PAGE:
Queer indie theatre hits Living with Henry and Loving the Stranger will be among the shows programmed at the 2012 Next Stage Theatre Festival, organizers announced Monday morning.The full schedule will be posted on fringetoronto.com on Nov 15.
The festival, which runs Jan 4 to 15 at the Factory Theatre, presents new and remounted plays by artists who’ve had success at the Toronto Fringe Festival. In its first four seasons, Next Stage has established a reputation for spotlighting great emerging talents and has garnered a total of 15 Dora Award nominations.
The eight shows forming the 2012 season include a healthy dollop of queer stories and artists.
Beyond Boundary Theatre’s musical Living with Henry, which debuted at the Toronto Fringe this summer, features superstar Ryan Kelly as Michael, a man who’s recently tested HIV-positive, as he learns to cope with the daily fears and realities of living with HIV, personified as the titular unwelcome guest. The show won rave reviews, sold out its Fringe run, and went on to a further sell-out run as part of the Best of Fringe series at the Toronto Centre for the Arts.
Alistair Newton’s Loving the Stranger, or How to Recognize an Invert returns after a well-received run at the 2010 Summerworks Festival. The dazzling cabaret spectacle and satire traces a path from gay 1920s Berlin to the Nazi persecution of homosexuals to recent gay rights struggles in Canada and the US while telling the story of artist Peter Flinsch, a gay survivor of the Nazis.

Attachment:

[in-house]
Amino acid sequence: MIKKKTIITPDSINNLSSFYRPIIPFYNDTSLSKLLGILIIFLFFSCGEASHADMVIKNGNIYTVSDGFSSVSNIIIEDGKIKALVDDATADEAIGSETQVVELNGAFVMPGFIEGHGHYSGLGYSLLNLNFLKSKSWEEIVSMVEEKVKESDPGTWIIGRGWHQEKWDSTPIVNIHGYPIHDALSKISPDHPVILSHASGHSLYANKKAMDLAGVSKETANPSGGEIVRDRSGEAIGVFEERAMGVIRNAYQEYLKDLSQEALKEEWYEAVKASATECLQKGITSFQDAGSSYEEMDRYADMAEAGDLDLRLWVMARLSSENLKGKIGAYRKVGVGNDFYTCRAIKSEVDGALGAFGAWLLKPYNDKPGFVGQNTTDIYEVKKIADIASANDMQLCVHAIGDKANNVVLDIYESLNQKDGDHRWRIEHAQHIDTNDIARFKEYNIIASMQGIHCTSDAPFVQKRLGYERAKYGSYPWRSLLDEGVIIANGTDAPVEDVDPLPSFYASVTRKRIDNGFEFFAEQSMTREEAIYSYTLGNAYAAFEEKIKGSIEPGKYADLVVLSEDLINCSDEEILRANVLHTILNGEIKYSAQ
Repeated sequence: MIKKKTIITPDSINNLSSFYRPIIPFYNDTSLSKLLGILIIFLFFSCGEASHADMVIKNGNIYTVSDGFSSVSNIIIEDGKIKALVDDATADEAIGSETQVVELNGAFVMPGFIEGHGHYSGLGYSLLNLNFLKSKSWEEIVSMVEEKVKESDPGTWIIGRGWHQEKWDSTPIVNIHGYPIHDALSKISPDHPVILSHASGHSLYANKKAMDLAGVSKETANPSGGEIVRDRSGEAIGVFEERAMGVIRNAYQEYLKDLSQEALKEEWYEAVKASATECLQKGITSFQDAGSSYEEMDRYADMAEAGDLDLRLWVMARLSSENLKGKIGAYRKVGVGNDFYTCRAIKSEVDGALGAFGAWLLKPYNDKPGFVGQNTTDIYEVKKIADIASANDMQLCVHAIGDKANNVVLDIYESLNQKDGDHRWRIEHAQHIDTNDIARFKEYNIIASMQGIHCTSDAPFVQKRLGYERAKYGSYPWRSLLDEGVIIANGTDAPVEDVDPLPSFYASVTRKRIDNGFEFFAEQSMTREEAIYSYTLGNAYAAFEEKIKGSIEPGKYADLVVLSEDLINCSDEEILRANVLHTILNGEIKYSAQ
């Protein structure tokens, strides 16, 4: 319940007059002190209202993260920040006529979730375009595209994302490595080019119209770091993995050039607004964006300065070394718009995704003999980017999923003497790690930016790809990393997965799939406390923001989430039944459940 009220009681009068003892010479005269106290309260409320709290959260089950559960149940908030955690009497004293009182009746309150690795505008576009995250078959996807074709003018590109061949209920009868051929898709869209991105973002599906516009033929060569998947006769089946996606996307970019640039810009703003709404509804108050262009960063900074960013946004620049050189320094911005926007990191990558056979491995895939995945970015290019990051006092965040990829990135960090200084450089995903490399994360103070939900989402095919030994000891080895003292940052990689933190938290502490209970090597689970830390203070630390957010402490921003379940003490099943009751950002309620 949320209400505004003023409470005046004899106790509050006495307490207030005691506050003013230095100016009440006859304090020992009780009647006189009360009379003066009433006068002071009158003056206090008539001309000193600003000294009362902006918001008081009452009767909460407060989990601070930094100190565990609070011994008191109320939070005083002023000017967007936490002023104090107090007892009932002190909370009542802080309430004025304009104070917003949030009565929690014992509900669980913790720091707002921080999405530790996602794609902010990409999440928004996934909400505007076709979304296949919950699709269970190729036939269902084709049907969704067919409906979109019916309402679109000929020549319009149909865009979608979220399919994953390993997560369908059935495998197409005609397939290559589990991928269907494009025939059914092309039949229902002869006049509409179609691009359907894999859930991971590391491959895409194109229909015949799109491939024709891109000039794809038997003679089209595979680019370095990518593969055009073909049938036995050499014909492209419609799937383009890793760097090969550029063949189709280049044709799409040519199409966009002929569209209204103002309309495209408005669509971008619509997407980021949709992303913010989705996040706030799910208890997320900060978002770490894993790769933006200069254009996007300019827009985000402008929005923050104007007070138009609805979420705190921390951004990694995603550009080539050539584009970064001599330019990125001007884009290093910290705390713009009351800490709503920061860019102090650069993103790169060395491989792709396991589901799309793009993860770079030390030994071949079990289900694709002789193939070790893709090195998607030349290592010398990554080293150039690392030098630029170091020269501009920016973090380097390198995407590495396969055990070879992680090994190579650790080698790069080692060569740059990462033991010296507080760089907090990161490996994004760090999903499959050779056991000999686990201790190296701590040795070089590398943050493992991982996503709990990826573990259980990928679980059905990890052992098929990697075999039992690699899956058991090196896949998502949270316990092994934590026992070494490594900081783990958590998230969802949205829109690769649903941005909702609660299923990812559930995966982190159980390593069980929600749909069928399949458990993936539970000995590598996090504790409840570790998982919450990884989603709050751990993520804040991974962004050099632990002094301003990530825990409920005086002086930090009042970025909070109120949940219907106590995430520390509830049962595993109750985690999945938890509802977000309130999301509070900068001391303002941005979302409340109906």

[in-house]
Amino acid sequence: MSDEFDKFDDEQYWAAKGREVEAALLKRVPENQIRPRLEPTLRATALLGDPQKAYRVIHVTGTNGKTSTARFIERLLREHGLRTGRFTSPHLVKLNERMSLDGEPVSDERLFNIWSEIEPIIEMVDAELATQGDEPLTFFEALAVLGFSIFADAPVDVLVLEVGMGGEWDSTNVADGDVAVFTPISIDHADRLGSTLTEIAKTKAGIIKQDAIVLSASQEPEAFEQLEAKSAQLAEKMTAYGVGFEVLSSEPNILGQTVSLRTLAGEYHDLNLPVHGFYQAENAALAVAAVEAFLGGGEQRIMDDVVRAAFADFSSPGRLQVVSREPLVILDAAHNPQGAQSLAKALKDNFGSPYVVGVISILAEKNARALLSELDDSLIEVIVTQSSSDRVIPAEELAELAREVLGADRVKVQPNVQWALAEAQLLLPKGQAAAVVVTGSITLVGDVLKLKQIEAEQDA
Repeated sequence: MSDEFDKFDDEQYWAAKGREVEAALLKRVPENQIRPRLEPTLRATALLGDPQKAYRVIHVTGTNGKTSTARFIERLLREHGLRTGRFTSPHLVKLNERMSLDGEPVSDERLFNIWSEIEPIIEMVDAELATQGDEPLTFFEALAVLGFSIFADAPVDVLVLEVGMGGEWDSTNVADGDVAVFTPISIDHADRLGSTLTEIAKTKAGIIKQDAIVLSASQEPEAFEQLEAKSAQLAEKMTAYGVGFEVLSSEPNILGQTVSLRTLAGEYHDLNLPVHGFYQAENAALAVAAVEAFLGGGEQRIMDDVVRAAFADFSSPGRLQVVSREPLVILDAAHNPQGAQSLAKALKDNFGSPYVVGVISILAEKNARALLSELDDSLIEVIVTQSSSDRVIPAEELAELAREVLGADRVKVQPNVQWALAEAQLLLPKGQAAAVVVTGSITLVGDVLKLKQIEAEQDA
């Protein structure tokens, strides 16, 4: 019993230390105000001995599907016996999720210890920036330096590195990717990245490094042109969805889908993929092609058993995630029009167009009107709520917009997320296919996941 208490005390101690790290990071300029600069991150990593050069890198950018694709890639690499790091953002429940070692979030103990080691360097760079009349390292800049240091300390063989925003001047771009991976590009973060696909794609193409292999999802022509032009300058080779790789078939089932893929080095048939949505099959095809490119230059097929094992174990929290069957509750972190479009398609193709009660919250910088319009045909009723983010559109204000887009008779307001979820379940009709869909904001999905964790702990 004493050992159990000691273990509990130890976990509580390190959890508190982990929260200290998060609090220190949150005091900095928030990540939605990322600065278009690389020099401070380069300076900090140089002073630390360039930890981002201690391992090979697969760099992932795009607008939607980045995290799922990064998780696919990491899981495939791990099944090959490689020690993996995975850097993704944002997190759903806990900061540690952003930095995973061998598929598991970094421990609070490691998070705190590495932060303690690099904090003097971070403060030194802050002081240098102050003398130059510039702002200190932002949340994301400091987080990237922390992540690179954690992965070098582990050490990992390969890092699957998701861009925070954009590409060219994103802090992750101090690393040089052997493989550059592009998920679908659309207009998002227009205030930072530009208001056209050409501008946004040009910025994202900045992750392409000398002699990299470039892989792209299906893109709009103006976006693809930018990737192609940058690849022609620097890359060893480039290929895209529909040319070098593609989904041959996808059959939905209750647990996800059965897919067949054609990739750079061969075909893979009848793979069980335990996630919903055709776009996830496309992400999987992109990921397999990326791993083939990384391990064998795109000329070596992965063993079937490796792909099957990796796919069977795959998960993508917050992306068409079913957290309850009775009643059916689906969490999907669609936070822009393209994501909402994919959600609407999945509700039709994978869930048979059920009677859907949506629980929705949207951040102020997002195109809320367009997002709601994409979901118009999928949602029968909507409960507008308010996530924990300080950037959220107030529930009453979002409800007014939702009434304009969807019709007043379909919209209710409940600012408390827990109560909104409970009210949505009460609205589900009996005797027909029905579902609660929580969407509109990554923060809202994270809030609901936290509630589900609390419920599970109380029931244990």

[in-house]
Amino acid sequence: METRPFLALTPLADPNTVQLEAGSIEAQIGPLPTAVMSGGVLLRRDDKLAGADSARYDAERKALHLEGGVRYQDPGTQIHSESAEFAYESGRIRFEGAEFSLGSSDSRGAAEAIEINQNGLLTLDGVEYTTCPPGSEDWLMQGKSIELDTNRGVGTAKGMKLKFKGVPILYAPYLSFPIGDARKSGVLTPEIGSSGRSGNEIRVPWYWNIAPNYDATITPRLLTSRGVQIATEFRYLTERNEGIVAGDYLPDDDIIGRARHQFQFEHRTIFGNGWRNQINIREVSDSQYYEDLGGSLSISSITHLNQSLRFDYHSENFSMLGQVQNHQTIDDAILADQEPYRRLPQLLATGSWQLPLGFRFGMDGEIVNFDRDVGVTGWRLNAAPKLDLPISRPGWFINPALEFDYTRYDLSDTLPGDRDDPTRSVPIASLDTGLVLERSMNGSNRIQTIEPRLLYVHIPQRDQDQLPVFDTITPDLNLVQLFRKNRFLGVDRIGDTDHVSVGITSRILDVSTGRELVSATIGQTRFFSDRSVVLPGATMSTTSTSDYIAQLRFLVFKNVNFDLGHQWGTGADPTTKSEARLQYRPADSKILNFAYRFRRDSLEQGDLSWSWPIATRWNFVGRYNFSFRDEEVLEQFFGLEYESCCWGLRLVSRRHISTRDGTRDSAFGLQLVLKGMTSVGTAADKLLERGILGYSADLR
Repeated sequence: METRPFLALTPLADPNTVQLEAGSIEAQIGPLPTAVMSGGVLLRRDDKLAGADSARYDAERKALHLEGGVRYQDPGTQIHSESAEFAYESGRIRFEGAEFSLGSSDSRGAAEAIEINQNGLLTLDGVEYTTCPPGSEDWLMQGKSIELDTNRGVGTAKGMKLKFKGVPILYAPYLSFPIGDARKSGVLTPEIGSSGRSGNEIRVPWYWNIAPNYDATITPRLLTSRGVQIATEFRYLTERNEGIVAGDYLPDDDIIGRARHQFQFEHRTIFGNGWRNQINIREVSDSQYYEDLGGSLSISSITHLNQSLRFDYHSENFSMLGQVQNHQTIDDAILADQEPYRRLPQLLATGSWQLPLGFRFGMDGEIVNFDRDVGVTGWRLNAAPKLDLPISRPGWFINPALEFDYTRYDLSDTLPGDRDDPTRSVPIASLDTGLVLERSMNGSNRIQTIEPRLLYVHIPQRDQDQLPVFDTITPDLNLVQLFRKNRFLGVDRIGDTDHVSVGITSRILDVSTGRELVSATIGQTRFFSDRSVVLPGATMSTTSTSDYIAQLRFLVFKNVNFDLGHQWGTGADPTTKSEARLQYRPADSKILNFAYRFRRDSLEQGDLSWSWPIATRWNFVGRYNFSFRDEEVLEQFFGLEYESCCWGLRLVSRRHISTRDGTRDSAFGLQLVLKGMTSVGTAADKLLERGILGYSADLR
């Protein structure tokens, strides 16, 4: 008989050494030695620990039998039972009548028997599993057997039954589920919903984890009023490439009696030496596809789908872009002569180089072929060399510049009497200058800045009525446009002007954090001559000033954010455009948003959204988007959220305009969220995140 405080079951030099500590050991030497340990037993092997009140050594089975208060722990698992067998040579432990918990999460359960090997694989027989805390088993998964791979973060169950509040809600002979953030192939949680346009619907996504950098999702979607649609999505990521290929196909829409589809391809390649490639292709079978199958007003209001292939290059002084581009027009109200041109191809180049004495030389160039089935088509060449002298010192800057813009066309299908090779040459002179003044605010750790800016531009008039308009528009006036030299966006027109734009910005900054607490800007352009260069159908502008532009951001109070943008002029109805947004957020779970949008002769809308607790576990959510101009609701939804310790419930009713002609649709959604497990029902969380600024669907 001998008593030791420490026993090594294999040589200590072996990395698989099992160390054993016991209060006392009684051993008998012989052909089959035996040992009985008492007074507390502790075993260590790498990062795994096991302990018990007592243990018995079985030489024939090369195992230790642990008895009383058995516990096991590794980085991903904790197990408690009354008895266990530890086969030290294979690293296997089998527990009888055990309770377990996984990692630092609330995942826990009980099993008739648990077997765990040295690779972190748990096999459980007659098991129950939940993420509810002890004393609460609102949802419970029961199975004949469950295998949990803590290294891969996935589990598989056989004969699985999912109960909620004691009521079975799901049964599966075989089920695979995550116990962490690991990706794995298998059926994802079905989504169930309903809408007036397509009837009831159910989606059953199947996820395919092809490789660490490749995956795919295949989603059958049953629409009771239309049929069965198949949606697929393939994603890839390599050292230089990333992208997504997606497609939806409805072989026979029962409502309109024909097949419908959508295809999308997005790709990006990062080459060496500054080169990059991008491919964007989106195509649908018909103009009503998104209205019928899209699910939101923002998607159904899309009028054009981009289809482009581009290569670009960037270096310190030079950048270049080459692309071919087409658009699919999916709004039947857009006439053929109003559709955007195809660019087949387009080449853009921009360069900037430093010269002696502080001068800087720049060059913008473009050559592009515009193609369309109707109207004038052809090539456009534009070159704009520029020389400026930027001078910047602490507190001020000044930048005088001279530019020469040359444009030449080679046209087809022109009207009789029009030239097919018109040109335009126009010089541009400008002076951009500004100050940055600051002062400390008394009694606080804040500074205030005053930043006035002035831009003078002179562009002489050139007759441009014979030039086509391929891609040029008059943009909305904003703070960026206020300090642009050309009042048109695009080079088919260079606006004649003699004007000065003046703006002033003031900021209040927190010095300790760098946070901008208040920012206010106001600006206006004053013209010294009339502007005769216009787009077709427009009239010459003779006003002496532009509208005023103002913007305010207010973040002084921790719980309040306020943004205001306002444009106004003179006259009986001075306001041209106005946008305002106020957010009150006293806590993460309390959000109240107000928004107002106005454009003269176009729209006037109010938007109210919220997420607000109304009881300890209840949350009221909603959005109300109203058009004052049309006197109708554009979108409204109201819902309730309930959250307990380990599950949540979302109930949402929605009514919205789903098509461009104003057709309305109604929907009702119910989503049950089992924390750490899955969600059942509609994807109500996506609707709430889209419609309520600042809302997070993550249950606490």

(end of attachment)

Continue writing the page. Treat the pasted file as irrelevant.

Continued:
Queer artists contributing to other shows include Jeffery Straker, composer of the teen musical The Tiki Bikini Beach Paradise Party A-Go-Go!, a loving spoof of 1960s beach party movies that also debuted at this year’s Fringe Festival. And Anders Yates returns as part of the long-form sketch comedy troupe Uncalled For in the hilarious and award-winning Hypnogogic Logic. Uncalled For has been earning high praise at the Toronto Fringe for the last few years and recently picked up the Just for Laughs Award at the Montreal Fringe Festival.
The sexual politics of heterosexuals is also a recurring theme of the shows on the Factory Theatre’s more intimate studio stage. Kat Sandler’s LoveSexMoney weaves an intriguing tale about a young woman who auctions her virginity online; Jessica Moss’s one-woman show, Modern Love, looks at how relationships are formed in the information age; and Jules Lewis’s play Tomasso’s Party examines the power dynamics, jealousy and vulnerability of a young couple.